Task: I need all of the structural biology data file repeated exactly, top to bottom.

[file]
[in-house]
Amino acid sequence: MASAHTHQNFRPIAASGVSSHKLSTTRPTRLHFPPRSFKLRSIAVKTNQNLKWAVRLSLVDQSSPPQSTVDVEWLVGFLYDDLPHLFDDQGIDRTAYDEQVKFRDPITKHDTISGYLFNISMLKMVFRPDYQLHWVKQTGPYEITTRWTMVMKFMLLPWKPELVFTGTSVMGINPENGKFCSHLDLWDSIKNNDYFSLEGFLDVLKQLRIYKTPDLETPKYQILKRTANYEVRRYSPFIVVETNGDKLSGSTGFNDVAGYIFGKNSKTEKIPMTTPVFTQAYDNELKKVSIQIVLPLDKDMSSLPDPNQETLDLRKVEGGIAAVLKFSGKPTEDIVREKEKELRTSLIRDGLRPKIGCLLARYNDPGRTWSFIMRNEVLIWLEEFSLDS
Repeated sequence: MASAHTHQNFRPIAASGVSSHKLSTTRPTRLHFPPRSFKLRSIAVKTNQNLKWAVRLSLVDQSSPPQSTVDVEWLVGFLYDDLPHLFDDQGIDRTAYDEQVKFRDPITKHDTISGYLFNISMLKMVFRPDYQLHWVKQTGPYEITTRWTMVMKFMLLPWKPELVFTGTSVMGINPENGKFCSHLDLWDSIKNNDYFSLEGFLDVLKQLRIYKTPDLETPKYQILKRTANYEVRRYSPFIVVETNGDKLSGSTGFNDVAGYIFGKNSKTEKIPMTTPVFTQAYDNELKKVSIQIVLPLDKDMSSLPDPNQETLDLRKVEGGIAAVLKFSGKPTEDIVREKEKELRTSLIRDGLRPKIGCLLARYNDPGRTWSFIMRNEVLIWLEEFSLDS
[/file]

[in-house]
Amino acid sequence: MASAHTHQNFRPIAASGVSSHKLSTTRPTRLHFPPRSFKLRSIAVKTNQNLKWAVRLSLVDQSSPPQSTVDVEWLVGFLYDDLPHLFDDQGIDRTAYDEQVKFRDPITKHDTISGYLFNISMLKMVFRPDYQLHWVKQTGPYEITTRWTMVMKFMLLPWKPELVFTGTSVMGINPENGKFCSHLDLWDSIKNNDYFSLEGFLDVLKQLRIYKTPDLETPKYQILKRTANYEVRRYSPFIVVETNGDKLSGSTGFNDVAGYIFGKNSKTEKIPMTTPVFTQAYDNELKKVSIQIVLPLDKDMSSLPDPNQETLDLRKVEGGIAAVLKFSGKPTEDIVREKEKELRTSLIRDGLRPKIGCLLARYNDPGRTWSFIMRNEVLIWLEEFSLDS
Repeated sequence: MASAHTHQNFRPIAASGVSSHKLSTTRPTRLHFPPRSFKLRSIAVKTNQNLKWAVRLSLVDQSSPPQSTVDVEWLVGFLYDDLPHLFDDQGIDRTAYDEQVKFRDPITKHDTISGYLFNISMLKMVFRPDYQLHWVKQTGPYEITTRWTMVMKFMLLPWKPELVFTGTSVMGINPENGKFCSHLDLWDSIKNNDYFSLEGFLDVLKQLRIYKTPDLETPKYQILKRTANYEVRRYSPFIVVETNGDKLSGSTGFNDVAGYIFGKNSKTEKIPMTTPVFTQAYDNELKKVSIQIVLPLDKDMSSLPDPNQETLDLRKVEGGIAAVLKFSGKPTEDIVREKEKELRTSLIRDGLRPKIGCLLARYNDPGRTWSFIMRNEVLIWLEEFSLDS